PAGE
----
Retirement Income Planning with Corporations
There are many retirement planning opportunities that are available to individuals who own their own corporations. Two examples of these are a Corporate Insured Retirement Plan and an Estate Bond.
Corporate Insured Retirement Plan
The Corporate Insured Retirement Plan helps business owners protect the financial interests of their businesses while giving them an opportunity to access cash in a tax-effective manner during their lifetime.
How it works
A corporation owns, pays premiums for, and is the beneficiary of a tax-exempt life insurance policy on the life of a shareholder. During the accumulation period, the corporation makes payments into the policy that create significant policy cash values. Due to the exempt status of the policy, any policy earnings will be exempt from income tax. In the future, when the individual wants to access the cash value of the life insurance policy, they can take out a series of personal loans from a third party financial institution. The corporation assigns the policy to the financial institution as collateral security for the loans. They would then pay the corporation a fee for the right to use its policy as security for the loan or they can include the value of that right as income. The loan income would be received tax free.
At death, the tax-free death benefit first pays the outstanding loan plus accumulated interest. The corporation may post the entire death benefit to its capital dividend account (CDA), minus an amount equal to the policy’s adjusted cost basis. An amount equal to the CDA can be paid to the shareholder’s estate as a tax-free capital dividend. Any amount remaining can be paid as a taxable dividend.
An Estate Bond is a strategy that can be used for individuals who are accumulating assets within a corporation and do not intend to use them in their lifetime. This strategy will maximize the growth and tax efficiencies of those assets for the next generation(s).
How it Works
The individual will have accumulated assets within their corporation. Those assets, as non-operating income, will be fully taxable investments. Once they have determined that those investments will not be needed in their lifetime, the goal will be to maximize those assets.
The corporation will purchase a permanent life insurance policy on the life of the individual. The death benefit will immediately increase the value of the estate and as that policy continues on, the growth of the death benefit is tax free. Eventually when the individual dies, the death benefit is paid out to the corporation, again on a tax free basis. This payment of the death benefit creates a credit in the corporate Capital Dividend Account, if available, which allows part or all of the death benefit to be paid to the estate tax free. Any cash in excess of the CDA balance is paid to the estate as a taxable dividend.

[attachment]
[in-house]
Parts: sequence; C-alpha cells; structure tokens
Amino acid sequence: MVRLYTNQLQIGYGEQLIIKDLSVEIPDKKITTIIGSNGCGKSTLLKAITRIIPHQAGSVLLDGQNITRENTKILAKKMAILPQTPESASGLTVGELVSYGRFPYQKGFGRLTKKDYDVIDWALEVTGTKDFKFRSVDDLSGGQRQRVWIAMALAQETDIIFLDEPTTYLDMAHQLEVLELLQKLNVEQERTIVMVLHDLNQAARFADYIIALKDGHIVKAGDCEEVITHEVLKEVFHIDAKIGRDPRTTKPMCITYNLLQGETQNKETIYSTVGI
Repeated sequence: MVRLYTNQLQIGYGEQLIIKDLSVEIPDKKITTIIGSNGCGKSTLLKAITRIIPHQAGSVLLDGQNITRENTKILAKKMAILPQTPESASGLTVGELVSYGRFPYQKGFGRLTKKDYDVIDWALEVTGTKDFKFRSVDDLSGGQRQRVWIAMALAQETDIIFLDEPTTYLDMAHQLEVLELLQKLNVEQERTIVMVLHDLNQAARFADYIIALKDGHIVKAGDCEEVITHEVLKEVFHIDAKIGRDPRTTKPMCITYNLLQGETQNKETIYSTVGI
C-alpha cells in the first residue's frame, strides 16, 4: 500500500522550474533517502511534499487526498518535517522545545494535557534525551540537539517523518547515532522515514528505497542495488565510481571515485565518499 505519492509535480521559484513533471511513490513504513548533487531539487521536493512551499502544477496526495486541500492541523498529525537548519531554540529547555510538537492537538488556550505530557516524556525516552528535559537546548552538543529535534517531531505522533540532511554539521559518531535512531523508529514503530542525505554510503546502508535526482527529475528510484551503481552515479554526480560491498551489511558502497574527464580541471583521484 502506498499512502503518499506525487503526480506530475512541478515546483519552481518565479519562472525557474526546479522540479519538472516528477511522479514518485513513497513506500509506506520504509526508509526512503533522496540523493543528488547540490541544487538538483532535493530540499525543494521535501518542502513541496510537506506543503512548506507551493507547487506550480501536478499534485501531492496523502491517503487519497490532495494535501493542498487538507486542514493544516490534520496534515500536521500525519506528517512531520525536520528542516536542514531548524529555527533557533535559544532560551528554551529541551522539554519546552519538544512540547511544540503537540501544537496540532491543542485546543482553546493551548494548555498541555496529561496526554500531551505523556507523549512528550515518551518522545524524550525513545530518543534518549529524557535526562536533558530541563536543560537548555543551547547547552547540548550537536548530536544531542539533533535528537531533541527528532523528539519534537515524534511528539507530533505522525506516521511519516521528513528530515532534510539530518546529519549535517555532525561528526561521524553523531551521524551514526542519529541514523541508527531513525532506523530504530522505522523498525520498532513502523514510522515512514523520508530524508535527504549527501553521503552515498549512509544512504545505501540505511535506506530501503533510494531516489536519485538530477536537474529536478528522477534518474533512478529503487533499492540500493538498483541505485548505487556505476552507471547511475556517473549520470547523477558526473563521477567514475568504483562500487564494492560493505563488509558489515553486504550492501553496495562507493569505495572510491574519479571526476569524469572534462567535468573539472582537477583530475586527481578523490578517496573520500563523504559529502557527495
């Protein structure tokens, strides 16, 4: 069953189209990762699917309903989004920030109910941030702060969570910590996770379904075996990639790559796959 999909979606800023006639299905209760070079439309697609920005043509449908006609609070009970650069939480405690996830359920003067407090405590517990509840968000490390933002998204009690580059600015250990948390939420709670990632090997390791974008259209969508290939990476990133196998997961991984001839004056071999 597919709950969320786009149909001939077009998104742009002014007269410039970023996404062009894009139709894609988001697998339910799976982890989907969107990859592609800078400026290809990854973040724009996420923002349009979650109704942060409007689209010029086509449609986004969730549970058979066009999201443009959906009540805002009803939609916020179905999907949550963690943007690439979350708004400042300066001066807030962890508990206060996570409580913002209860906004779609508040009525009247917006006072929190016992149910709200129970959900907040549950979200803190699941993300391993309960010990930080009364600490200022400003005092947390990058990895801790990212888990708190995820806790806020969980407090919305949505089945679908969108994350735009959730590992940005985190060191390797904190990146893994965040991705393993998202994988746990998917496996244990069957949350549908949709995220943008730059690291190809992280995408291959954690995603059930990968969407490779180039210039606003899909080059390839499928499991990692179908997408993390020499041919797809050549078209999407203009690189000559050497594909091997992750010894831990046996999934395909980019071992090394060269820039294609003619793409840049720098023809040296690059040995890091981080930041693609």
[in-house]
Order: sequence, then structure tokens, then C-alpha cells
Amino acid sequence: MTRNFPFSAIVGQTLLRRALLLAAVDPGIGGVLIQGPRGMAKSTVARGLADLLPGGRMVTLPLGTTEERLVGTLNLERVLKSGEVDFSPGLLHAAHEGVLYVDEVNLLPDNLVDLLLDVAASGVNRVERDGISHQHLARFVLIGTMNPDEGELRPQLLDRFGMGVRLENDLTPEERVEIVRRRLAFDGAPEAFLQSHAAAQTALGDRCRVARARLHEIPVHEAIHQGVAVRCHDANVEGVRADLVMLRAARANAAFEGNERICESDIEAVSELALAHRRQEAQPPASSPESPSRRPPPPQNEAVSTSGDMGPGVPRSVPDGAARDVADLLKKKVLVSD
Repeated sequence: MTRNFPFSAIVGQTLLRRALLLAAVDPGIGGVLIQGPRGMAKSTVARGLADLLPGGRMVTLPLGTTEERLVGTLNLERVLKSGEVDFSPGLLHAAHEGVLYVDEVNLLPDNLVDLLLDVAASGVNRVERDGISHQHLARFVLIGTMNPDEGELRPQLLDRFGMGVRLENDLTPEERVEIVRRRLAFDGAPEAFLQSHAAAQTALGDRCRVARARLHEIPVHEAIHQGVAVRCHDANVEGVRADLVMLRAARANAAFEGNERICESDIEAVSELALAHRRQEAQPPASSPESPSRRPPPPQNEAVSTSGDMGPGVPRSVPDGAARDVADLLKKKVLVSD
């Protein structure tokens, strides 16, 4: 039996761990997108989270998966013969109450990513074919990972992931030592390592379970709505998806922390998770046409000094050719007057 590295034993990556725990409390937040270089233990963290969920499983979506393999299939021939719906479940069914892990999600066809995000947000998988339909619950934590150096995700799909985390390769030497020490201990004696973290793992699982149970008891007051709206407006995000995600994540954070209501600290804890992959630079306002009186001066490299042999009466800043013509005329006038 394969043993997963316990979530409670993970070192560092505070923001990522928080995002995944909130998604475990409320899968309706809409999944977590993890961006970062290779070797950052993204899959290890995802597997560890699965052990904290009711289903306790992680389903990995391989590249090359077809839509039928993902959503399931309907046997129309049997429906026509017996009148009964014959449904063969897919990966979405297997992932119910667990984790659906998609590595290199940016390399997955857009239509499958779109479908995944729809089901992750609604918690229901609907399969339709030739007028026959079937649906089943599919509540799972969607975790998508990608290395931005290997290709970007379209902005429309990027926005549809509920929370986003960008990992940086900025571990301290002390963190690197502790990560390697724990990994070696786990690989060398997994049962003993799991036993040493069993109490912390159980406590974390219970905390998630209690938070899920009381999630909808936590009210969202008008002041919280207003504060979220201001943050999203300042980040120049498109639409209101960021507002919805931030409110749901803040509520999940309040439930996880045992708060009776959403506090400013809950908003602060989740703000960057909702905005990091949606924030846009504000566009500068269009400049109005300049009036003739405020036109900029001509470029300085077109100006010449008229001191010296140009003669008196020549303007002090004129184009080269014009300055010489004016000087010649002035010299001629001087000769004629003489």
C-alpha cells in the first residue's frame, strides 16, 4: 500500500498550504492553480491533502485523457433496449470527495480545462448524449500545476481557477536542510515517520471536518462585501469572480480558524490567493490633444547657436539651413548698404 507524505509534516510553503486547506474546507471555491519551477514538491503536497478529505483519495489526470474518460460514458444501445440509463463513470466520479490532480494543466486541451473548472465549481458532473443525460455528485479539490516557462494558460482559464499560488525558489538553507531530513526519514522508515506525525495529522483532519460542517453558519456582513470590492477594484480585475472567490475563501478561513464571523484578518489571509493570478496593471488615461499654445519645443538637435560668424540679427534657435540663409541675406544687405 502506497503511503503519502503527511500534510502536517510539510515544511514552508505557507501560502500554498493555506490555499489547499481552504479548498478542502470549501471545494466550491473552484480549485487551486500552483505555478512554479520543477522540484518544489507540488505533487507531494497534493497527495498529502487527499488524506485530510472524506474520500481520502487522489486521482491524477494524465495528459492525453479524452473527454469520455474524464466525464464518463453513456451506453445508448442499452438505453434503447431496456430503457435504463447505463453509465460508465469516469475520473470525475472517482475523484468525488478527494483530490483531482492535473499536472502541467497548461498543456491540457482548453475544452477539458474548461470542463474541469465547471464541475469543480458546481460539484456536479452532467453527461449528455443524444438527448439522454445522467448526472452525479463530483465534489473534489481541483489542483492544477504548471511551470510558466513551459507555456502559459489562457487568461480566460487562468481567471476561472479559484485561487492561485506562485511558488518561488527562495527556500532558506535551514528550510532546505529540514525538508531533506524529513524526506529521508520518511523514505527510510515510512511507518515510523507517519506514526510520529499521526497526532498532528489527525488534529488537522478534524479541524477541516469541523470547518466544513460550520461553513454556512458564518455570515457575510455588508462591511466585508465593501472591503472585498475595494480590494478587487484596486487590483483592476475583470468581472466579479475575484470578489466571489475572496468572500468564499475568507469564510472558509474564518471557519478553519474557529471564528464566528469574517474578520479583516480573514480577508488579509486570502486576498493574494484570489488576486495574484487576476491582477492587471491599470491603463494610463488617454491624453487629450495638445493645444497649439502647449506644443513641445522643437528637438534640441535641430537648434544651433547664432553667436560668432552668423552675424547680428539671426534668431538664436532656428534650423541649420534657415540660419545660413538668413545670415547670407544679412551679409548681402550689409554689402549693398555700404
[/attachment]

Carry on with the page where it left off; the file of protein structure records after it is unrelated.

Key Man Insurance
When a business loses a key person, several things can happen. First and foremost, the business is disrupted as the owners try to assess what has happened and develop a plan of action. This disruption usually causes a drop in sales as the business focus is diffused. As well, sales that have already been made may not be deliverable or may be questionable, causing clients to go elsewhere. Finally, even if the business is able to survive all these factors, it still must replace the skills that were lost, if possible.
Fortunately, the possibility of death or disability of a key person is a contingency that can be insured. Businesses can purchase corporate-owned life insurance on the lives of their key people. If one of these key people dies, the business receives a tax-free death benefit which it can use to meet expenses and repay any debts. The money can also be used as a reserve against the drop in revenue that may occur while the company goes through a period of transition.
Disability insurance is also available on key people. The company owns the plan and is the beneficiary of the proceeds. The proceeds, of course, can be used for all the same purposes as proceeds from life insurance plans. The only difference is that the disability insurance proceeds cannot be paid out as tax-free dividends to the owners of the business, nor can they be paid tax-free to disabled employees.